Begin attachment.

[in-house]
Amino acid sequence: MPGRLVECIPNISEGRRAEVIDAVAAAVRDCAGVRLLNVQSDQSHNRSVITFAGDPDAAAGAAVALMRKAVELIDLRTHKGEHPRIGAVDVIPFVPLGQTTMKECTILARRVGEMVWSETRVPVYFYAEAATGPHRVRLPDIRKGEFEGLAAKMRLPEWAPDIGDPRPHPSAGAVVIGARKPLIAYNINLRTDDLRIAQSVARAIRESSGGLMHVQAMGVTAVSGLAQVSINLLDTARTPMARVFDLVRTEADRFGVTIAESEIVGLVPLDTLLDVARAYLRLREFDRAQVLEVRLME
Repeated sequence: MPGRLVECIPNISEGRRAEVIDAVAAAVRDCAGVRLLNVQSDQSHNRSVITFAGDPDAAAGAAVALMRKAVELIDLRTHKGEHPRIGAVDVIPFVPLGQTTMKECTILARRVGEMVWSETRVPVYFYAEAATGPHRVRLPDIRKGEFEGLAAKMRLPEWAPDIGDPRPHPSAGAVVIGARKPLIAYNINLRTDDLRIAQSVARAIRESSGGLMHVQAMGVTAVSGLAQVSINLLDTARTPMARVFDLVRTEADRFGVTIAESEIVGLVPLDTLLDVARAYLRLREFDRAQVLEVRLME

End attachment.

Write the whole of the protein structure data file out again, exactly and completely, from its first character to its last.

[in-house]
Amino acid sequence: MPGRLVECIPNISEGRRAEVIDAVAAAVRDCAGVRLLNVQSDQSHNRSVITFAGDPDAAAGAAVALMRKAVELIDLRTHKGEHPRIGAVDVIPFVPLGQTTMKECTILARRVGEMVWSETRVPVYFYAEAATGPHRVRLPDIRKGEFEGLAAKMRLPEWAPDIGDPRPHPSAGAVVIGARKPLIAYNINLRTDDLRIAQSVARAIRESSGGLMHVQAMGVTAVSGLAQVSINLLDTARTPMARVFDLVRTEADRFGVTIAESEIVGLVPLDTLLDVARAYLRLREFDRAQVLEVRLME
Repeated sequence: MPGRLVECIPNISEGRRAEVIDAVAAAVRDCAGVRLLNVQSDQSHNRSVITFAGDPDAAAGAAVALMRKAVELIDLRTHKGEHPRIGAVDVIPFVPLGQTTMKECTILARRVGEMVWSETRVPVYFYAEAATGPHRVRLPDIRKGEFEGLAAKMRLPEWAPDIGDPRPHPSAGAVVIGARKPLIAYNINLRTDDLRIAQSVARAIRESSGGLMHVQAMGVTAVSGLAQVSINLLDTARTPMARVFDLVRTEADRFGVTIAESEIVGLVPLDTLLDVARAYLRLREFDRAQVLEVRLME